More than just your regular etailer, More Computers also has its own e-commerce solution for other retailers. Dominic Sacco asks head of marketing Brian Trevaskiss about the challenges of competing with bigger etailers.
What products and services do you offer?
We sell computing devices and other tech as well. The reason for setting up MoreFrom.com was to show our range is broader than just computing. So we’ve got small electrical appliances, toasters, cookers, that kind of thing. We’ve even got some washing machines, dishwashers and fridges, plus things like TVs and cameras, so it’s a really broad range.
Tell us about your setup...
We’re purely online. We’ve never gone down the route of a physical store. We don’t have our own warehouse – we’ve always worked with distribution. But it’s more evolved than just drop ship feeds. We’ve always seen the industry sort of moving away from holding stock.
We’ve got a third-party warehousing fulfillment company that we occasionally use, so it just keeps us lean and keeps stock holding to a minimum. We tend to only buy stock of things that are going to be a sure-fire seller, things that we’ve seen movement in already.
You built your own e-commerce platform, right?
Yes. At the heart of the company we’re a small bunch of computer scientists, if you like! Our platform is closely integrated with the distribution sources that we use. It helps them manage the sale of a product that’s not available, which is always the danger of drop shipping: selling something that’s not actually there.
We’ve got real-time links into distribution.
Does the More Group consist of other companies?
As More Computers grew and we started offering more than just computers, we thought we needed a slightly different name, so we launched MoreFrom.com. It gives us the flexibility to launch other brands. We’ve had other specialist websites – More Monitors, More Televisions, and so on.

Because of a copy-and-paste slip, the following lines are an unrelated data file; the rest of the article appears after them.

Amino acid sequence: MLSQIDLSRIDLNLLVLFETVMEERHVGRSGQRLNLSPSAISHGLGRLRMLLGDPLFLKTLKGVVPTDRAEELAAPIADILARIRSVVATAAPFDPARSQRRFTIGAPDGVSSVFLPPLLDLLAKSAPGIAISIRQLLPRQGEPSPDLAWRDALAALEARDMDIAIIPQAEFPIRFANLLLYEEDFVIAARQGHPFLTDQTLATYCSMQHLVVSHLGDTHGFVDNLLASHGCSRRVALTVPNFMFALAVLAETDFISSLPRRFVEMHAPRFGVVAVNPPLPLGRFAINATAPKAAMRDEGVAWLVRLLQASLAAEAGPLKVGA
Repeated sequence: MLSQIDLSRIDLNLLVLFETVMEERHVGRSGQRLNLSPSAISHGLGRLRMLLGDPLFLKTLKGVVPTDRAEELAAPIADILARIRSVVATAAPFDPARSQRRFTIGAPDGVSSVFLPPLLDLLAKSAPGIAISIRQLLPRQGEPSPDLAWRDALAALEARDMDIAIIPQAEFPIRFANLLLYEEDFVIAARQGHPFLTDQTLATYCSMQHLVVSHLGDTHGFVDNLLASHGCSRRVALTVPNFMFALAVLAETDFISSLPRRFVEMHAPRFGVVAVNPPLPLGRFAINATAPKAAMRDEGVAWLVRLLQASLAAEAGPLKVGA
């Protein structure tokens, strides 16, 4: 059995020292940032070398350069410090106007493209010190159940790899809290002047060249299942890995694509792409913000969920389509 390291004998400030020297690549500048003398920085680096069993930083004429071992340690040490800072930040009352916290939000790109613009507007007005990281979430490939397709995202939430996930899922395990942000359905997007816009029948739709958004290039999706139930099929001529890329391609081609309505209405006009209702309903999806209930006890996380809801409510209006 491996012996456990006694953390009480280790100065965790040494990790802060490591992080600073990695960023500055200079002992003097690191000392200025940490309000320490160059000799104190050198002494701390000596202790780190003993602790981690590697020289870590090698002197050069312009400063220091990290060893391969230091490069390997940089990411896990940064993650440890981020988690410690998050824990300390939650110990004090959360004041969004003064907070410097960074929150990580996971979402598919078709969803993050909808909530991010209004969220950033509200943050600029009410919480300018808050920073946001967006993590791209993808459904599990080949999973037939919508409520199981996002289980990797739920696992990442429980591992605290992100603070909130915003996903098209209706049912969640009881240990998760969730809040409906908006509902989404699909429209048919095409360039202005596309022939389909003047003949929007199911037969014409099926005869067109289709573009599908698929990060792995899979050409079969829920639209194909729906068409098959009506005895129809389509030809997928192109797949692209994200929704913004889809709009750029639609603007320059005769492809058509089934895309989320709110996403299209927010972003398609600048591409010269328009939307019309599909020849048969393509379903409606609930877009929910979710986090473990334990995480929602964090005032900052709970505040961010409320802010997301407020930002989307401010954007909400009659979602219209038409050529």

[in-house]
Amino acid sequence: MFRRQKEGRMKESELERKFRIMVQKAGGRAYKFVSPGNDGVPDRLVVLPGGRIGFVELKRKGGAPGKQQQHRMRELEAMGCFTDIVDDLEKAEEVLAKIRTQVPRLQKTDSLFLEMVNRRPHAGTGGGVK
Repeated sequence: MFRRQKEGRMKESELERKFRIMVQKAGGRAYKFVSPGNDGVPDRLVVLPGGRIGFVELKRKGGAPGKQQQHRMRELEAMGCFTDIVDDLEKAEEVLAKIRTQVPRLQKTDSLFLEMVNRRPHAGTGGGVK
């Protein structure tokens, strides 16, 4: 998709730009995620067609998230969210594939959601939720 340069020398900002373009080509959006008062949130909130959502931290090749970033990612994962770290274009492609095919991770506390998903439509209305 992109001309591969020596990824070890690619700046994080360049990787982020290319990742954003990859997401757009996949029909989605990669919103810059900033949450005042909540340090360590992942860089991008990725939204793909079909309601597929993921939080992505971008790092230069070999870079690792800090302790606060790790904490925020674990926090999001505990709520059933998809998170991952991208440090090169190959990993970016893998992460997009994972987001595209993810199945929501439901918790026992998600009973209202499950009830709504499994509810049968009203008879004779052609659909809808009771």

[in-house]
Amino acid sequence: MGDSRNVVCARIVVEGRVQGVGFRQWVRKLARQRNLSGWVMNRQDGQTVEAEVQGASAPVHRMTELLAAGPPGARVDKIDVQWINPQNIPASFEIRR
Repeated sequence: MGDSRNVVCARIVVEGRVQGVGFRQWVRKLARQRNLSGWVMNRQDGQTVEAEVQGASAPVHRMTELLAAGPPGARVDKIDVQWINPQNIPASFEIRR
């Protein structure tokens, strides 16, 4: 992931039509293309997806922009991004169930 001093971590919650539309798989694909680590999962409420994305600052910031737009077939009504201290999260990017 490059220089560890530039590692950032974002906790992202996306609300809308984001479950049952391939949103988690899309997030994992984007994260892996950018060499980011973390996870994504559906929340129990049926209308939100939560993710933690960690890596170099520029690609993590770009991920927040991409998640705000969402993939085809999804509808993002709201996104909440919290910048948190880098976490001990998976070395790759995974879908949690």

How do you compete with Ebuyer and Amazon?
I think the advantage we have is that level of technical integration into distribution. We do some clever things on Amazon and eBay to make sure we can maintain really high levels of service. If you look at any of our customer stats, we have 99 per cent satisfaction ratings on Amazon and eBay. It’s a really slick operation.
I suppose it does enable us to have a broader range than eBay. Amazon has a lot of marketplace traders, but we get quite a lot of sales for specialist kit and spare parts. A lot of indies and repairs companies buy parts from us.
Should store owners have a strong online offering?
Yes. We have a morefrom.me e-commerce solution that we offer out to other retailers. It helps provide a platform for indies who want to get online.
If you’re going alone, it can be difficult to maintain and make money, and it takes a lot of time and energy. Our solution gives them a quick and easy way to at least make some money on an enquiry that they haven’t get anything in stock, so rather than send people off to eBay or Amazon to buy something, they can say: “Well here’s a link to it on my own shop.”
And we just pay a commission on those sales that they get. It’s free to sign up at morefrom.me and you get an instant website with your own branding on it.
What we have is a hands- off solution. It gives you 20 distributors’ product ranges and offers that integration – it’s all there for the taking.